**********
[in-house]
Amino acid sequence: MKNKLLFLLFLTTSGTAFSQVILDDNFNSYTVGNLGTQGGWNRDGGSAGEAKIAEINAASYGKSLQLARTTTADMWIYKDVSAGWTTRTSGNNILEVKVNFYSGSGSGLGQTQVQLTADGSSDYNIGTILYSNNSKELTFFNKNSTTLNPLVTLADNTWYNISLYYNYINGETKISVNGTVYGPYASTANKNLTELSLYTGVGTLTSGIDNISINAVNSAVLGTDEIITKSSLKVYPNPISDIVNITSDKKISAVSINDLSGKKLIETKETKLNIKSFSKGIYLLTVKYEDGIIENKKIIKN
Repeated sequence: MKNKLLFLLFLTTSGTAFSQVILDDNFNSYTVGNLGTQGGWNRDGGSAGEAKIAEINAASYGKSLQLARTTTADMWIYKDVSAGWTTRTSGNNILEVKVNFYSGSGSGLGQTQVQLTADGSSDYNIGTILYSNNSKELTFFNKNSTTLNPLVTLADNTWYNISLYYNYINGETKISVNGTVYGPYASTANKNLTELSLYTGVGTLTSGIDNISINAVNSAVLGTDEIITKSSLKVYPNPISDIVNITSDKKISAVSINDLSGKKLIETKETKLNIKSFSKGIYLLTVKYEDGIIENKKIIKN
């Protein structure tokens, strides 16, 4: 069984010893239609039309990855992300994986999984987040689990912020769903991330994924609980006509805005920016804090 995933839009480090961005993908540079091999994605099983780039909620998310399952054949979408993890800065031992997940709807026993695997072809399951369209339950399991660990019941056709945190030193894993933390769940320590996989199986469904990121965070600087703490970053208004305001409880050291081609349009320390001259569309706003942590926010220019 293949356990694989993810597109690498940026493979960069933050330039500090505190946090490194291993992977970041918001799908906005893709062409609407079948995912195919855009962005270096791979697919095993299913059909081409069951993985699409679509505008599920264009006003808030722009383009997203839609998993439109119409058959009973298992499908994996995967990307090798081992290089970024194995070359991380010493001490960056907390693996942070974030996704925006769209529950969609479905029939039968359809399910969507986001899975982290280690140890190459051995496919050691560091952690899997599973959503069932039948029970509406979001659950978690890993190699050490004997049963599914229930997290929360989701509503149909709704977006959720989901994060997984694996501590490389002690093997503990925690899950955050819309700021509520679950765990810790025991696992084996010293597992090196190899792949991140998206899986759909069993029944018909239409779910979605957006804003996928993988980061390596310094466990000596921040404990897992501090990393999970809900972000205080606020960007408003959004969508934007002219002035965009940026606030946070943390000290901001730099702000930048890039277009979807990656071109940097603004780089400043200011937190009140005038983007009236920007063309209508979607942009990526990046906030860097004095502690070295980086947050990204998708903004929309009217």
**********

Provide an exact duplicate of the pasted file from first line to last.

[in-house]
Amino acid sequence: MKNKLLFLLFLTTSGTAFSQVILDDNFNSYTVGNLGTQGGWNRDGGSAGEAKIAEINAASYGKSLQLARTTTADMWIYKDVSAGWTTRTSGNNILEVKVNFYSGSGSGLGQTQVQLTADGSSDYNIGTILYSNNSKELTFFNKNSTTLNPLVTLADNTWYNISLYYNYINGETKISVNGTVYGPYASTANKNLTELSLYTGVGTLTSGIDNISINAVNSAVLGTDEIITKSSLKVYPNPISDIVNITSDKKISAVSINDLSGKKLIETKETKLNIKSFSKGIYLLTVKYEDGIIENKKIIKN
Repeated sequence: MKNKLLFLLFLTTSGTAFSQVILDDNFNSYTVGNLGTQGGWNRDGGSAGEAKIAEINAASYGKSLQLARTTTADMWIYKDVSAGWTTRTSGNNILEVKVNFYSGSGSGLGQTQVQLTADGSSDYNIGTILYSNNSKELTFFNKNSTTLNPLVTLADNTWYNISLYYNYINGETKISVNGTVYGPYASTANKNLTELSLYTGVGTLTSGIDNISINAVNSAVLGTDEIITKSSLKVYPNPISDIVNITSDKKISAVSINDLSGKKLIETKETKLNIKSFSKGIYLLTVKYEDGIIENKKIIKN
């Protein structure tokens, strides 16, 4: 069984010893239609039309990855992300994986999984987040689990912020769903991330994924609980006509805005920016804090 995933839009480090961005993908540079091999994605099983780039909620998310399952054949979408993890800065031992997940709807026993695997072809399951369209339950399991660990019941056709945190030193894993933390769940320590996989199986469904990121965070600087703490970053208004305001409880050291081609349009320390001259569309706003942590926010220019 293949356990694989993810597109690498940026493979960069933050330039500090505190946090490194291993992977970041918001799908906005893709062409609407079948995912195919855009962005270096791979697919095993299913059909081409069951993985699409679509505008599920264009006003808030722009383009997203839609998993439109119409058959009973298992499908994996995967990307090798081992290089970024194995070359991380010493001490960056907390693996942070974030996704925006769209529950969609479905029939039968359809399910969507986001899975982290280690140890190459051995496919050691560091952690899997599973959503069932039948029970509406979001659950978690890993190699050490004997049963599914229930997290929360989701509503149909709704977006959720989901994060997984694996501590490389002690093997503990925690899950955050819309700021509520679950765990810790025991696992084996010293597992090196190899792949991140998206899986759909069993029944018909239409779910979605957006804003996928993988980061390596310094466990000596921040404990897992501090990393999970809900972000205080606020960007408003959004969508934007002219002035965009940026606030946070943390000290901001730099702000930048890039277009979807990656071109940097603004780089400043200011937190009140005038983007009236920007063309209508979607942009990526990046906030860097004095502690070295980086947050990204998708903004929309009217």